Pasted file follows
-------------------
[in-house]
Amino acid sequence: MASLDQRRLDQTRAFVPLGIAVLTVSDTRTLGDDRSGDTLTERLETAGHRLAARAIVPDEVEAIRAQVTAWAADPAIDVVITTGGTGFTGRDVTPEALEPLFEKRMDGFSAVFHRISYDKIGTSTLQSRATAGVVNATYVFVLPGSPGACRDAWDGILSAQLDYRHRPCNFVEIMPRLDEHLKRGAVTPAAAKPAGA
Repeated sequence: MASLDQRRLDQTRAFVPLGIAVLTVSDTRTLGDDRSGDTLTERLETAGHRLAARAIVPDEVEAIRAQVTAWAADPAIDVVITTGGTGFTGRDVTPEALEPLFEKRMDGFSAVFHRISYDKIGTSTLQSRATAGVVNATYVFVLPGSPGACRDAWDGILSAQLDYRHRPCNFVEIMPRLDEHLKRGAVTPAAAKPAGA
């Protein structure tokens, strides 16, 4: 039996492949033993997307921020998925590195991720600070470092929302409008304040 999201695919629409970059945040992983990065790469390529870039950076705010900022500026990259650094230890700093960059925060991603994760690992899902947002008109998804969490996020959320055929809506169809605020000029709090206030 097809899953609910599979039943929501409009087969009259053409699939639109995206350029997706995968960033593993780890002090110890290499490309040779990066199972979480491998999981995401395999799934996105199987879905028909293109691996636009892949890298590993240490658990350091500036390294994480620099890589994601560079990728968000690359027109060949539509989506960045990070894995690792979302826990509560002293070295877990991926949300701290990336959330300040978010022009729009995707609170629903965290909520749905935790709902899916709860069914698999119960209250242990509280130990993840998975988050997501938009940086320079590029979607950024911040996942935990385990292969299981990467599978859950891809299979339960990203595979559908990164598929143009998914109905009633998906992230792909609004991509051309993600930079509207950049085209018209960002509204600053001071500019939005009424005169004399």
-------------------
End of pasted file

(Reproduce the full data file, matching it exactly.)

[in-house]
Amino acid sequence: MASLDQRRLDQTRAFVPLGIAVLTVSDTRTLGDDRSGDTLTERLETAGHRLAARAIVPDEVEAIRAQVTAWAADPAIDVVITTGGTGFTGRDVTPEALEPLFEKRMDGFSAVFHRISYDKIGTSTLQSRATAGVVNATYVFVLPGSPGACRDAWDGILSAQLDYRHRPCNFVEIMPRLDEHLKRGAVTPAAAKPAGA
Repeated sequence: MASLDQRRLDQTRAFVPLGIAVLTVSDTRTLGDDRSGDTLTERLETAGHRLAARAIVPDEVEAIRAQVTAWAADPAIDVVITTGGTGFTGRDVTPEALEPLFEKRMDGFSAVFHRISYDKIGTSTLQSRATAGVVNATYVFVLPGSPGACRDAWDGILSAQLDYRHRPCNFVEIMPRLDEHLKRGAVTPAAAKPAGA
């Protein structure tokens, strides 16, 4: 039996492949033993997307921020998925590195991720600070470092929302409008304040 999201695919629409970059945040992983990065790469390529870039950076705010900022500026990259650094230890700093960059925060991603994760690992899902947002008109998804969490996020959320055929809506169809605020000029709090206030 097809899953609910599979039943929501409009087969009259053409699939639109995206350029997706995968960033593993780890002090110890290499490309040779990066199972979480491998999981995401395999799934996105199987879905028909293109691996636009892949890298590993240490658990350091500036390294994480620099890589994601560079990728968000690359027109060949539509989506960045990070894995690792979302826990509560002293070295877990991926949300701290990336959330300040978010022009729009995707609170629903965290909520749905935790709902899916709860069914698999119960209250242990509280130990993840998975988050997501938009940086320079590029979607950024911040996942935990385990292969299981990467599978859950891809299979339960990203595979559908990164598929143009998914109905009633998906992230792909609004991509051309993600930079509207950049085209018209960002509204600053001071500019939005009424005169004399």